Nguyen Phan Chanh, 1932, « La Marchande de Riz »
Nguyen Phan Chanh’s early works are considered to be icons of Vietnamese art. Some of the most widely acknowledged include:
Choi O An Quan (Game of O An Quan); Len Dong (The sorcerer); Rua Rau Cau Ao (Washing vegetables by the pond); Em Be Cho Chim An (Little girl feeding the bird). These works were critically acclaimed, widely published and collected in 1931-1932. They quickly became the cornerstone images of Vietnamese painting.
La Marchande de Riz (The Rice Seller) is one of such early work dated 1932. It was sent by the artist himself under the authority of Victor Tardieu, Director of the Indochina Fine Art School to the AGINDO, (Agence économique de l’Indochine), a Parisian organisation dedicated to the promotion of Vietnamese artists out of Vietnam. With its Gadin frame (named after the frame maker), the painting was then exhibited in Napoli, Italy (Seconda Mostra Internazionale d’Arte Coloniale, 1934).
On the back of the label we still can find a reference to the Naples’ Colonial Exhibition where it was exhibited and priced at 2000 French francs in 1934 (1500 euros nowadays…)
Nguyen Phan Chanh was 40 years old when he painted it and he graduated from the Indochina Fine Art School only two years earlier in 1930. He was the eldest student of the first class as his fellow students (Le Pho, Mai Trung Thu, Le Van De, Nguyen Tuong Tam…) were half his age, a felt generation gap.
While many in the younger generation had to find (at least to think) their way to Paris, the world center for art, to build their artistic careers, Phan Chanh’s just kept working on Vietnam and Vietnamese sceneries.
He was born in the center of Vietnam in the Ha Thinh Province on July 21st 1892, in a city called Trung Ties. He was educated by his father, a Confucian scholar, till the âge of 7 when his farther died. He then had to help his mother by selling his drawings in the markets and he started drawing from photos he was presented with. Later on, he taught Chinese writing and in 1922, he entered the Hue Pedagogy School. He graduated in 1923 and started teaching in Dong Ba Primary School in Hue, Central Vietnam. He was the only candidate from the central region of Vietnam to be admitted in the first batch of students at the Indochina Fine Art School, in 1925. As early as 1928, he designed a post stamp. At the same time, encouraged by Victor Tardieu and Nam Son, he developed an interest in silk painting. The main technical challenge in silk painting is that gouache and ink cannot be altered after the application on a silk crepon laid down on thick paper.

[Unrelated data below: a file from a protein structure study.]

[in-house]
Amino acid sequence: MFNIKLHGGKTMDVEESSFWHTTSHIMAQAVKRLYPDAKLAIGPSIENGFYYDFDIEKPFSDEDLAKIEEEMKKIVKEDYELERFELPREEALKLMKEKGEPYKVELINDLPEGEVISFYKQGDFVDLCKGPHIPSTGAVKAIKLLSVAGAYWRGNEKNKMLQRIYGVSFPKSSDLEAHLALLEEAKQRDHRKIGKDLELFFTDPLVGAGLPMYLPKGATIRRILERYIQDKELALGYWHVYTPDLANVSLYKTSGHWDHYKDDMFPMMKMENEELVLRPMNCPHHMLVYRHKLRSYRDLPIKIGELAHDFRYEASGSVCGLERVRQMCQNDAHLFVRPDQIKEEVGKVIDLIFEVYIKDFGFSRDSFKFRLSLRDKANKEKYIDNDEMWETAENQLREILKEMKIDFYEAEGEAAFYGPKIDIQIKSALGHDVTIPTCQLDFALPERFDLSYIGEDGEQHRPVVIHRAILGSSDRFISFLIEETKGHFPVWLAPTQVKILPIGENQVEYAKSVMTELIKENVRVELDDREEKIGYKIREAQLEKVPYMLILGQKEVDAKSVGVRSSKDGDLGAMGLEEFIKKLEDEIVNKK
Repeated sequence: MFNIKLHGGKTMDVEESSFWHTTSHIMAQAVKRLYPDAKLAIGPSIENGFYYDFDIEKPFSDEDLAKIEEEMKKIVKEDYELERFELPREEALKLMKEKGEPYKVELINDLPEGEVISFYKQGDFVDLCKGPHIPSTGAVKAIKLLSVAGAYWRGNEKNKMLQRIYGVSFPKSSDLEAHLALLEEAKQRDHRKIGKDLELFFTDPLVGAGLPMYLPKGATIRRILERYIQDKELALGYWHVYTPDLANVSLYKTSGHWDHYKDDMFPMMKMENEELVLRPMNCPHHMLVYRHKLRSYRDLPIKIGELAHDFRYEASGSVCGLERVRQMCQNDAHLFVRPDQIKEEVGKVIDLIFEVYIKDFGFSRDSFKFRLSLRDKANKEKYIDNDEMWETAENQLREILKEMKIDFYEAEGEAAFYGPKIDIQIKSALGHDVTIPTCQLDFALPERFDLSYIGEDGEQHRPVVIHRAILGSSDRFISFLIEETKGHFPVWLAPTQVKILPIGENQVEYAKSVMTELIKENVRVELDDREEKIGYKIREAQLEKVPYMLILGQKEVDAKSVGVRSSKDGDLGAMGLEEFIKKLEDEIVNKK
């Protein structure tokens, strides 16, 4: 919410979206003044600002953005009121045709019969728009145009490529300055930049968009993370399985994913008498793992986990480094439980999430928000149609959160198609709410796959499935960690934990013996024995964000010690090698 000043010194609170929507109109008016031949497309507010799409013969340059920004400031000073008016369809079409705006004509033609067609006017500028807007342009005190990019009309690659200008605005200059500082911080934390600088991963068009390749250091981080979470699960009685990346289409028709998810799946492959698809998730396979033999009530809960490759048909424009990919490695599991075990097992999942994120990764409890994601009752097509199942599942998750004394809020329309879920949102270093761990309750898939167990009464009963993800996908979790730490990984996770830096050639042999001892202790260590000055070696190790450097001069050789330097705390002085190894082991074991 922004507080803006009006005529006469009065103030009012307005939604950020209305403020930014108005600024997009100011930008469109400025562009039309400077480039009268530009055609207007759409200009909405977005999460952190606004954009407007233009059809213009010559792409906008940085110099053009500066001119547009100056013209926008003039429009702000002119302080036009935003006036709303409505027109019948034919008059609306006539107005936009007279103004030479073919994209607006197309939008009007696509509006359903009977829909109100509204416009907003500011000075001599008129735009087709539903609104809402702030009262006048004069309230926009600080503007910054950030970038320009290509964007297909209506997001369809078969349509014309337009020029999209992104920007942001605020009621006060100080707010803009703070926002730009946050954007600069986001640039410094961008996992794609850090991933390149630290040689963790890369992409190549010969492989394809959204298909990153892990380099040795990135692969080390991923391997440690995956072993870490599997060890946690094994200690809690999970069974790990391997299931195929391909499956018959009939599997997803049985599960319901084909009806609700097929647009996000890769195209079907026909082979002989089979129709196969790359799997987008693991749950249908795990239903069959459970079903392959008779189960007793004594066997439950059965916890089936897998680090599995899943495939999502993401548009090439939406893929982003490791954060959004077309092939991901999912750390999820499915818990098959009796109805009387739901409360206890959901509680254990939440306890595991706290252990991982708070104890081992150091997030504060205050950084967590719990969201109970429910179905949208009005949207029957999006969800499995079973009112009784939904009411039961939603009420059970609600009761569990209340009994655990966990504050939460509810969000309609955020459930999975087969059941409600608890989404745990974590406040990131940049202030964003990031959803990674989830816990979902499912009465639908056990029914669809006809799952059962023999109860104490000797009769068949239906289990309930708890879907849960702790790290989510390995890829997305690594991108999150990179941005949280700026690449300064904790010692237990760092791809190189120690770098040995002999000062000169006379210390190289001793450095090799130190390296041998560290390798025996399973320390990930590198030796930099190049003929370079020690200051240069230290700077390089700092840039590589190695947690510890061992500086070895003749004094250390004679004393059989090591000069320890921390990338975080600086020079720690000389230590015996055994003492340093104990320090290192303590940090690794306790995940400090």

Everything is classic in the artist’s usual work: its dimensions (64.5 X 50.5 cm), its signature, dating and stamp.
La Marchande de Riz (The Rice Seller) illustrates perfectly the talent of a painter at his best, painting the simple but evocative subjects of commoners engaged in small trades or other equally timeless moments in Vietnamese life.
One recalls the lines written in Nguyen Phan Chanh’s diary:
“Going out painting at dawn, I usually walked along rivers and canals. Once, I passed by a girl washing vegetables at the water’s edge, her white shirt and black trousers only half-glimpsed in the morning mist. It was dreamlike and really beautiful. And I always like misty, dreamlike and poetic scenes.”
These lines perfectly describe the artist’s approach to the painted subject. Beyond the specificity of the subject, Nguyen Phan Chanh applies a style of his own with strong and solid masses, for example the hat of the seller or her huge basket, with no superfluous decoration, in a style close to traditional and popular Vietnamese woodcuts. Employing a subdued brown colour palette with ink strokes elegantly outlining the head gear and the trousers of his figures, the artist creates a clever geometry of triangles and circles, creating harmony of colours, lines and washes in the painting.
Painting the feet of the stool and the don gahn (used to carry to heavy bags of rice) enhances both vertical and horizontal spatial dimension in the painting. Nguyen Phan Chanh’s perfectionist tendencies are revealed in the elegance of the Chinese inscription and the way the painting is mounted, lower in the frame.
After 1933, he returned to his native province and will take over his own promotion and exhibit in the Hanoi Real Estate Bank and SADEAI (Société Annamite d’encouragement à l’art et à l’industrie).
In 1945, Nguyen Phan Chanh became an executive member of Ha Tinh Province Association for Salvation of National Culture where he took up the cause of the fight for independence. His journey mirrored that of many artists and other cultural workers of his generation. In those years, he painted propaganda and campaign posters, where the imageries and expression were vastly different from the timelessly classic silk paintings.
When he passed away in 1984 in Hanoi, his contributions to the artistic heritage of Vietnam was recognised and he received the highest posthumous award by the Socialist Republic of Vietnam: the Ho Chi Minh Prize in Literature and Art.